The area of Leonard's game that first struck me was how quickly he was able to read plays. He is one of those guys that when he saw it, he was gone. This is a trait that he has been able to carry it over to his game in the NFL. He can cover some ground when he runs, and if he is left unblocked he can finish. For a tall, rangy-built player, he can really change directions. Like Leighton Vander Esch and Jaylon Smith, he gets sideline-to-sideline in hurry. The more that Leonard gets to run, the better he plays.

Physically, he looks bigger than he did in college. Watching him play, he doesn't stay blocked long. As a rookie, you would think that he would struggle to play with his hands but that's not an issue at all. When these Cowboys offensive linemen engage, they have to be ready for how good he is with his hands and his pop he has in them.

Leonard has a tremendous shot, along with Vander Esch and Derwin James, for NFL Defensive Rookie of the Year honors. I had a good feeling about this player and it's not surprising he is proving me right.

Under the Radar: RB Nyheim Hines

Nyheim Hines was one of the more impressive running backs I studied in the 2018 NFL Draft. He doesn't have ideal height at only 5-9, but he's extremely thick. His compact build makes him difficult to get a clean shot on him.

Frank Reich has not used him as an every down player, but I thought there was a chance that you could. Reich uses him in certain down and distance situations. He is one of those types of players that you will see all over the formation trying to create mismatches for the defense. His best trait is his burst. He is at top speed in a hurry. This is where defenders have to be careful when dealing with him. Just when you feel like you have a good angle on him, he is by you.

He is a slasher with the ball in his hands. Hines has shown the ability to get in and out of the hole in a hurry due to this running style. He has some wiggle to his game in the open field, so these Cowboys defenders had better ready to break down and be ready to get him to the ground. You have to wrap this guy up.

In college he showed vision to change direction quickly. That speed and quickness allow him to finish runs in the open field. His lack of height also helps balance as a runner. He will use the spin move to free himself in space.

This skillset makes Hines a weapon as a pass receiver. There are snaps where they line him up wide and throw him the ball. He can be a tough cover coming out of the backfield for a linebacker, as his speed and ability to receive the ball makes him a problem.

-Bryan Braoddus


The Matchup:

While the Cowboys and Colts don't meet often, this certainly isn't the first time Dallas has a chance to clinch the NFC East and the Colts are standing in the way. In 2014, Dallas needed a win over Indy to wrap up the division, and smashed the playoff-bound Colts, 42-7 at AT&T Stadium. While a lopsided victory isn't expected, especially with the Colts entering the week as slight favorites, this is also an Indianapolis team that is seeking a postseason spot. Similar to the Cowboys, the Colts have turned around their season after beginning the year 1-5. But lately, thanks to Andrew Luck and a high-powered offense, the Colts have won six of seven games and are no strangers to ending a streak. Don't think the Cowboys' five-game streak has the Colts worried considering they went to Houston last week and ended Houston's nine-game winning streak. Luck ranks second in the NFL this year with 34 TD passes and is fifth in passing yards with 3,759.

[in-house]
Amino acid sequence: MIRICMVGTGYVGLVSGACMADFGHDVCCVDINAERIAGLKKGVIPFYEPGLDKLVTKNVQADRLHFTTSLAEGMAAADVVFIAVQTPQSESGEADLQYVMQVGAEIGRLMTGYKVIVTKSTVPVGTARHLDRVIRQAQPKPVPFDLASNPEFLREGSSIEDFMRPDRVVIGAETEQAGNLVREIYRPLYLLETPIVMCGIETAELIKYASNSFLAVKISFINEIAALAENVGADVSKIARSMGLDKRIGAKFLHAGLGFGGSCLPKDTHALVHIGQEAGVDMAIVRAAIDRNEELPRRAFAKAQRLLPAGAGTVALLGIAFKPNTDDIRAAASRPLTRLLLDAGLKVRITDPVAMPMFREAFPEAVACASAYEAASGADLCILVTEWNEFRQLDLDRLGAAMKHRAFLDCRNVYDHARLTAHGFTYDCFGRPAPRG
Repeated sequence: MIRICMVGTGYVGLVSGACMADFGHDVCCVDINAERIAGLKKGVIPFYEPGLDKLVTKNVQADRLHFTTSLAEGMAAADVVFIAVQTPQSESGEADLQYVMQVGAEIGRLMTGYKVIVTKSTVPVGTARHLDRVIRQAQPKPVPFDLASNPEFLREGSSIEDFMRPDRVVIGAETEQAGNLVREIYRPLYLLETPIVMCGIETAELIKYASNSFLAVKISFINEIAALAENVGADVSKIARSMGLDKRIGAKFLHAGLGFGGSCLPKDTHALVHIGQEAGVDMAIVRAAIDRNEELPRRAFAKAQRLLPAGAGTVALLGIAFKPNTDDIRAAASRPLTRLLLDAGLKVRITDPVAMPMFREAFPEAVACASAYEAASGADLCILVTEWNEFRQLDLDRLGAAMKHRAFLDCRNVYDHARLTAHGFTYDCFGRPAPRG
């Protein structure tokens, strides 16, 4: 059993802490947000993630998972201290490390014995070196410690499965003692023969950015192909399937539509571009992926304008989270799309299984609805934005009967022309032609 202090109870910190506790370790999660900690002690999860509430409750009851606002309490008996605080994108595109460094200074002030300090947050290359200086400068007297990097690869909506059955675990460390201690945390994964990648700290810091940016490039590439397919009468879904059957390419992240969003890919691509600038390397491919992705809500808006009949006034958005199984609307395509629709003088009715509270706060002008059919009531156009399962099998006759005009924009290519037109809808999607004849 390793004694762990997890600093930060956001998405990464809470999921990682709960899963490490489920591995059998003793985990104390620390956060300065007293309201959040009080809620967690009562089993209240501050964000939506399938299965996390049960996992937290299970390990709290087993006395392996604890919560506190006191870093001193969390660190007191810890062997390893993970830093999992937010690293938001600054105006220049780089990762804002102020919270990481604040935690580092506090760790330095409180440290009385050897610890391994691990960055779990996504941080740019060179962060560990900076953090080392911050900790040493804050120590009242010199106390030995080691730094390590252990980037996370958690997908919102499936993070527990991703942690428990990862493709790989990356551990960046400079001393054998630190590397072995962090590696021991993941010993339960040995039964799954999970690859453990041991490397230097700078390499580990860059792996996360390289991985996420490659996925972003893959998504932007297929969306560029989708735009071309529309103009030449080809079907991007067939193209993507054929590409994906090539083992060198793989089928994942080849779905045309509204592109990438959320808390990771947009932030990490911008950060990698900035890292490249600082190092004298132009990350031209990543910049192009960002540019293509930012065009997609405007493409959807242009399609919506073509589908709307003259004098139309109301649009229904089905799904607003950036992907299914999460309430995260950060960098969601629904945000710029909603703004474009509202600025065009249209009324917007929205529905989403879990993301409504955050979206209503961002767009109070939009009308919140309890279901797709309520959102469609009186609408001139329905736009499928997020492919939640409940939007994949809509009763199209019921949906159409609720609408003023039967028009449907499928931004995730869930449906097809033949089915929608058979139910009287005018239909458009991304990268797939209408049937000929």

The Series:

Like most AFC teams, the Colts only show up on the Cowboys' schedule every four years, and it has been eight seasons since Dallas visited Indy. For some context, both Dez Bryant and Sean Lee were rookies, playing against a Peyton Manning-led Colts team during the last game up there. Overall, the Cowboys hold a 10-6 series record against the Colts, which includes a Super Bowl V loss to the Baltimore Colts. Since the franchise moved to Indy, the Cowboys are 2-2 in games on the road.

The Connections:

· Cowboys defensive lineman Caraun Reid was with the Colts during the 2017 season and part of 2018 before he joined the Cowboys.

· Guard Adam Redmond was part of the Colts' organization from 2016-17.

· Dallas WR coach Sanjay Lal (2017) and tight end coach Doug Nussmeier (1998) have both been on the staff for the Colts.

· Colts defensive coordinator Matt Eberflus was with the Cowboys from 2011-17 as the linebackers coach and passing game coordinator. He's in his first full season as the Colts' DC. Linebackers coach Dave Borgonzi was on the Cowboys' coaching staff from 2011-13.

· The Cowboys have had a couple of players in training camp at one point that are now with the Colts organization. Defensive tackle Jihad Ward, who was traded from the Raiders in the Ryan Switzer deal, is now with the Colts, but on injured reserve.

· Defensive back Rolan Milligan was with the Cowboys in 2016 but was waived before the end of training camp. He's now on the Colts practice squad.

-Nick Eatman